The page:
Many startup business plans include a mission statement, but most of these statements are simplified company overviews with vague generalizations about the market or customer base. Instead of explaining a company’s mission, they tend to summarize the company’s products and services.
To be effective, mission statements need to clarify the intentions of the business while being inspirational and meaningful to customers and employees. Successful mission statements may take time to create, but when they are developed correctly, they provide a company with clear direction and purpose.
The following seven tips can help you create a successful mission statement:
- Cut to the Core: Your mission statement should reflect the long-term vision of your company and state what your company stands for internally (employees and direct stakeholders) and externally (customers, retailers, and the community). Your mission statement should summarize your company’s priorities and its message should be an important part of your company culture.
- Hit All Bases: There are four key elements found in effective statements: Value, inspiration, plausibility, and specificity. In a few short sentences, you should convey the values of your company, explain why your brand exists, inspire and encourage your employees, sound completely reasonable and plausible, and be as specific and relevant as possible.
- Answer the Tough Questions: To develop an effective mission statement, you need to ask (and answer!) some critical questions:
- Employees: What can employees expect from your company?
- Customers: Who are your customers and how will you make their lives better?
- Values: What values are important to your business? What beliefs and morals are important and how are they applied in the workplace? Do you have a particular ethical standard that defines you? What were your founding principles? What are your aspirations?
- Community: What are you doing for the community?
- Success: How do you define success? How do you plan to achieve success?
- Culture: What makes your company culture unique?
- Be Present: Mission statements should always be in the present, rather than a statement about future events. It should state who you are and what is important to you. Your mission statement is who you are today, and should convey that timely message clearly. It’s not about what you hope to become in the future; it’s all about the “now.”
- Be Brief and Unique: Mission statements should concisely summarize your company’s unique positioning internally and externally. Revise the mission statement until you can make the points as quickly and clearly as possible. Try to limit the entire company’s mission in one or two sentences. Concise mission statements need to be memorable and effective. Concisely state the purpose of your company — the reason for starting it in the first place.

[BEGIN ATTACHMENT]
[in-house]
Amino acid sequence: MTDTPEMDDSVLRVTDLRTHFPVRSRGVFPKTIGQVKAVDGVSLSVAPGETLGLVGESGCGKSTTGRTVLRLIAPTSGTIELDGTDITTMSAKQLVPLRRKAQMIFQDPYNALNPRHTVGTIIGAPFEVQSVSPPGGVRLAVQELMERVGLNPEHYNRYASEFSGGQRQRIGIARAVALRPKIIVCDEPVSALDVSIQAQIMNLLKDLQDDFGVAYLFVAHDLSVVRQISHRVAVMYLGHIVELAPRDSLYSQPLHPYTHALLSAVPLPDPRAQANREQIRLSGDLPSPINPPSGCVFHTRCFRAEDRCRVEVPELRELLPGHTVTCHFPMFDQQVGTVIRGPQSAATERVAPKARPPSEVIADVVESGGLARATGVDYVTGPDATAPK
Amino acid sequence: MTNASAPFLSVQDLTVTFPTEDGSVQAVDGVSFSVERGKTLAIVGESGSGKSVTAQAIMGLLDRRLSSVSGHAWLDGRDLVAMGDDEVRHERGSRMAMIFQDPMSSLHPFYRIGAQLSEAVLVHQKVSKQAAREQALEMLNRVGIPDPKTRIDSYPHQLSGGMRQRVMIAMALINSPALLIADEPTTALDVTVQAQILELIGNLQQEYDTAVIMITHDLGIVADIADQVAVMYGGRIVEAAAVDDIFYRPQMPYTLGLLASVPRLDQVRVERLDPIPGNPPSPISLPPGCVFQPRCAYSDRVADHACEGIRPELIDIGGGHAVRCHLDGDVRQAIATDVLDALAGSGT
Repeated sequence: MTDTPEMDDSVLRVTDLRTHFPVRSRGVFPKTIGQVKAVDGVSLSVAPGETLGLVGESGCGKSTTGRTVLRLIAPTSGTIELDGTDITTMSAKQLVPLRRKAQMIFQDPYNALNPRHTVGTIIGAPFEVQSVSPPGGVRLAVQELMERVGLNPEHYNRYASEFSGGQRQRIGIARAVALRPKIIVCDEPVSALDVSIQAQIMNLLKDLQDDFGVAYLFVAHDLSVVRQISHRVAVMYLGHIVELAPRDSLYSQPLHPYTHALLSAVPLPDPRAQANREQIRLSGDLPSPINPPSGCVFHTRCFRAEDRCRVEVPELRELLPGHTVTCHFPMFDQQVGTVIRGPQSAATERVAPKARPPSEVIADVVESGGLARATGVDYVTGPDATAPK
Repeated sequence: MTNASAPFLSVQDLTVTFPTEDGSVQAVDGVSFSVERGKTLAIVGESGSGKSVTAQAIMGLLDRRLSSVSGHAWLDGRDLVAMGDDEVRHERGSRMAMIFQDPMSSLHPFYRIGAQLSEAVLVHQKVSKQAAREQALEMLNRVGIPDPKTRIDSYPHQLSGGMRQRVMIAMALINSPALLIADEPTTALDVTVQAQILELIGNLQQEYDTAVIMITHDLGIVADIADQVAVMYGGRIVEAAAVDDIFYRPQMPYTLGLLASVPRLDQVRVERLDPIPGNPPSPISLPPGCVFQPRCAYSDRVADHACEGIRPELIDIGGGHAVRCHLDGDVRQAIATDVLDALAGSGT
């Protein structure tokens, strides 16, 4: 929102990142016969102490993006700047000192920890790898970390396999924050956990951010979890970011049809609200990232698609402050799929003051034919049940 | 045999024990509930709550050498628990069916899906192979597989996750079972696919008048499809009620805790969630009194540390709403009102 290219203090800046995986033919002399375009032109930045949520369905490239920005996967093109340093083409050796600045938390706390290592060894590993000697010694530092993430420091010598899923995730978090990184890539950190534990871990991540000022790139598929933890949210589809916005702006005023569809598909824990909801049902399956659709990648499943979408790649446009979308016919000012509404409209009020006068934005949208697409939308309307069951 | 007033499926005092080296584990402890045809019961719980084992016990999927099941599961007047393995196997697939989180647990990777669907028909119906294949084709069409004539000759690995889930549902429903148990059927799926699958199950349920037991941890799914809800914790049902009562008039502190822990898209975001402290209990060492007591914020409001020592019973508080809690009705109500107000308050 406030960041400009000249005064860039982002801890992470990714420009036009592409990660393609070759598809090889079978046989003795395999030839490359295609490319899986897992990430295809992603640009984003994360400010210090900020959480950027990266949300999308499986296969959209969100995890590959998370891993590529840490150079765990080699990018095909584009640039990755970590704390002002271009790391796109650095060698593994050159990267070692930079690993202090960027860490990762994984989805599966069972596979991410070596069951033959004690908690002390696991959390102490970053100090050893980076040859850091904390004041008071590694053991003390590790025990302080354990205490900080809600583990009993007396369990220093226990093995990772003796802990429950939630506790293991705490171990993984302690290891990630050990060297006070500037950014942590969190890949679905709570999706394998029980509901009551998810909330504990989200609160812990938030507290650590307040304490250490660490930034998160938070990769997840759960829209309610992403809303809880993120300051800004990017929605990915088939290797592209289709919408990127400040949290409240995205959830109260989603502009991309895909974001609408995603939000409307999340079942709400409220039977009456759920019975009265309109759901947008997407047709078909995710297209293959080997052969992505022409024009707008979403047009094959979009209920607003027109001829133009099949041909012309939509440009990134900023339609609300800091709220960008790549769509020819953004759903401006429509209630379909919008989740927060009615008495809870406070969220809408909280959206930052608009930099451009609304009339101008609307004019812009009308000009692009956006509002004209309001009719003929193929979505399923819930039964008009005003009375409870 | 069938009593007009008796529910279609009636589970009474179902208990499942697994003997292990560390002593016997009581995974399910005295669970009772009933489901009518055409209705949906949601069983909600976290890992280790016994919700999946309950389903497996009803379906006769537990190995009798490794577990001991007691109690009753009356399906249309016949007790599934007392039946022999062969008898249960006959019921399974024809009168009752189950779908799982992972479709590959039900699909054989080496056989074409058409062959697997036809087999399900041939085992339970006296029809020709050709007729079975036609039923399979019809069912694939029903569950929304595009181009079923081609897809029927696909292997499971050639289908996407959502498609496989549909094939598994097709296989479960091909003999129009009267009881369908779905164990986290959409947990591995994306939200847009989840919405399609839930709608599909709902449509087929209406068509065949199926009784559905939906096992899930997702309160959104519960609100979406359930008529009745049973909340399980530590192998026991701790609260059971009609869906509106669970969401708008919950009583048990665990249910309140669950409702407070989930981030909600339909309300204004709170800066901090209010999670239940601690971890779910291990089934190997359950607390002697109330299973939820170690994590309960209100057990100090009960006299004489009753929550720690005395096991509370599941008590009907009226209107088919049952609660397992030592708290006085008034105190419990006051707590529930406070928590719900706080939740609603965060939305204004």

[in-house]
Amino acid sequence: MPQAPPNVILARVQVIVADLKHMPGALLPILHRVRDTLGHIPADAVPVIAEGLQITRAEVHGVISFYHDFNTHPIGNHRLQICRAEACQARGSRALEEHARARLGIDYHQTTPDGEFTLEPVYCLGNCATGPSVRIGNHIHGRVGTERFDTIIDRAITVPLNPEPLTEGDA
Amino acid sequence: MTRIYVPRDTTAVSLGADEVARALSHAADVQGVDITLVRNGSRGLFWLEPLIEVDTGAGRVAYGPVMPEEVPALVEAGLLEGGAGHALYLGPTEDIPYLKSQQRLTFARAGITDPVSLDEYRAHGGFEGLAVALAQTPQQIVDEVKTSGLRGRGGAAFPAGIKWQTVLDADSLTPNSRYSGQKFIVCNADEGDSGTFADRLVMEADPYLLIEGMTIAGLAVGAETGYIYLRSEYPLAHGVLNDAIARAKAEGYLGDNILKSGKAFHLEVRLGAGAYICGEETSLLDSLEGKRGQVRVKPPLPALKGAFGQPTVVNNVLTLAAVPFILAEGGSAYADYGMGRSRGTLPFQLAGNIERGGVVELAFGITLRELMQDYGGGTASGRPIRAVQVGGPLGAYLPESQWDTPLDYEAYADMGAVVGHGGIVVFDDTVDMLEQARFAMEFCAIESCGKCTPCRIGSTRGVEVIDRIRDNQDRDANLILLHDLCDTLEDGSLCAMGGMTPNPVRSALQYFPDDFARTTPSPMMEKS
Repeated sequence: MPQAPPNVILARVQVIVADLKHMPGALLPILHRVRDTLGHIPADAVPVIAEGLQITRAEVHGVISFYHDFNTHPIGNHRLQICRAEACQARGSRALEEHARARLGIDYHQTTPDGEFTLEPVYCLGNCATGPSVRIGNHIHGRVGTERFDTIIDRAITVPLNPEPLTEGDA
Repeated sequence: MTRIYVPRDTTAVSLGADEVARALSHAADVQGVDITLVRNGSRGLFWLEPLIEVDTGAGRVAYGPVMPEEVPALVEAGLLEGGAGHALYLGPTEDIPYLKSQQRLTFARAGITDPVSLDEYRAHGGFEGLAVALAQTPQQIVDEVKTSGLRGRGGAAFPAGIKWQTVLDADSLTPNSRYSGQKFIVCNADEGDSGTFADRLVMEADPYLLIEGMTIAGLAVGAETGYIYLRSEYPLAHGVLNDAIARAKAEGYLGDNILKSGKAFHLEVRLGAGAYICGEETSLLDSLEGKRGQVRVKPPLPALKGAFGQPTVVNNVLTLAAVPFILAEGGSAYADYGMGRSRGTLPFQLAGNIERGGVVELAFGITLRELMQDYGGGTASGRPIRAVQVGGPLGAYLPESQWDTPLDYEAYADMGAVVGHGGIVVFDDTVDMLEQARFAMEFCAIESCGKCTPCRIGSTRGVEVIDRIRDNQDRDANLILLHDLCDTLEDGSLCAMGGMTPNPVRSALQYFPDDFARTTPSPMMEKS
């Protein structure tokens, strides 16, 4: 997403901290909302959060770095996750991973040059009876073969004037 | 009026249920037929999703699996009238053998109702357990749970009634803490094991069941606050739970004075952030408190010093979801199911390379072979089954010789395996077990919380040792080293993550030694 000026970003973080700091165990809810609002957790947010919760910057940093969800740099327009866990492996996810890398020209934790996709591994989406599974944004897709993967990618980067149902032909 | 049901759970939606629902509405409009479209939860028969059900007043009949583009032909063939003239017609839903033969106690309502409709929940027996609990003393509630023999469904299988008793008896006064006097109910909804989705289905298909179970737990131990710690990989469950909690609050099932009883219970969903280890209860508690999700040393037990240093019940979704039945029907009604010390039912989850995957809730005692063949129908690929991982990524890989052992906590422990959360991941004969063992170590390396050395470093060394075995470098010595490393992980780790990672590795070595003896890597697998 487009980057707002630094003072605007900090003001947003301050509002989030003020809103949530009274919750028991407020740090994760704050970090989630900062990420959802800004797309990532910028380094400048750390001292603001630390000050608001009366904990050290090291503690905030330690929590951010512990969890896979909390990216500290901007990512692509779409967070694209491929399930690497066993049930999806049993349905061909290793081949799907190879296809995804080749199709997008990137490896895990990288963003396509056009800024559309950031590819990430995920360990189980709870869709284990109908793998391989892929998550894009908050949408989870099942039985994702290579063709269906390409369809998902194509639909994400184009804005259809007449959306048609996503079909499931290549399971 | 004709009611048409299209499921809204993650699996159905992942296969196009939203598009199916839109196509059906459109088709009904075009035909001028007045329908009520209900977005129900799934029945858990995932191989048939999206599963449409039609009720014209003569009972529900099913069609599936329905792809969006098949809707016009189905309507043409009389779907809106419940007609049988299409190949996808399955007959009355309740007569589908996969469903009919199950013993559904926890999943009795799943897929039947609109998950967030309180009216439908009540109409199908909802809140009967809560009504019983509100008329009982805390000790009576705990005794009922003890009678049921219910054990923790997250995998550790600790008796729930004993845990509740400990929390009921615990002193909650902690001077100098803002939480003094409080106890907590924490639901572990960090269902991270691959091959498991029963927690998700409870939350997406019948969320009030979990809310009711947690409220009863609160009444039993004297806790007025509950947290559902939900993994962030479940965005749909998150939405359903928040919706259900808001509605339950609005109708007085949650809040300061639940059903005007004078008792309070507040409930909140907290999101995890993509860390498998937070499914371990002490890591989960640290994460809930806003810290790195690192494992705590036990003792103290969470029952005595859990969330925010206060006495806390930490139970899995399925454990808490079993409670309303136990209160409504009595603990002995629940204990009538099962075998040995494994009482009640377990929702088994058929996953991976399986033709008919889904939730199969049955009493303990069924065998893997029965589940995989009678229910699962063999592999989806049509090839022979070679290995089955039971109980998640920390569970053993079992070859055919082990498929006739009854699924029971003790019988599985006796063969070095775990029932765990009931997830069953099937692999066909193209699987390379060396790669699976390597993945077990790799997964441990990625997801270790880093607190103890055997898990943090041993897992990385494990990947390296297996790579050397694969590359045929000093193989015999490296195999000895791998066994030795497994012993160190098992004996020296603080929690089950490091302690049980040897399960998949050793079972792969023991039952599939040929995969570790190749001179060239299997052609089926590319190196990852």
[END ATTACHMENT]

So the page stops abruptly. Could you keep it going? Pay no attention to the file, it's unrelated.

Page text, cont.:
- Invite Involvement: Mission statements should be developed by your entire team and everyone’s views should be taken into account. Not only will you get a better, more comprehensive statement, but your employees will also be more invested in it because they helped create it. Your mission statement needs to accurately reflect your company, and being transparent with your employees will help create a better message.
- Let it Evolve: Mission statements are not created only once. As your company evolves, the mission statement should be revised. It is your company’s overall sense of identity and should be constantly maintained and referred to. No company ever stays exactly the same. Tweaking your statement ensures that it constantly parallels the direction of your company.
A successful mission statement concisely defines the personality and aspirations of a company.
A few examples of effective mission statements include:
- Coca Cola: “To refresh the world, to inspire moments of optimism and happiness, and to create value and make a difference.”
- Southwest Airlines: “We are dedicated to the highest level of customer service delivered with a sense of warmth, friendliness, individual pride, and company spirit.”
- Google: “To organize the world’s information and make it universally accessible and useful.”
- Harley Davidson: “We fulfill dreams through the experiences of motorcycling”
These statements are about the company’s passion and priorities instead of the product line offerings or the latest technology. These companies reflect their mission consistently through their positioning, advertising, and company culture. These statements provide an impetus for training and motivating employees while defining the way the brand image is communicated throughout the world.
If you create an effective mission statement, you will be able to easily communicate your priorities and point of difference to investors, future employees, retailers, and customers. You will be able to inspire your stakeholders and remain committed to your founding principles.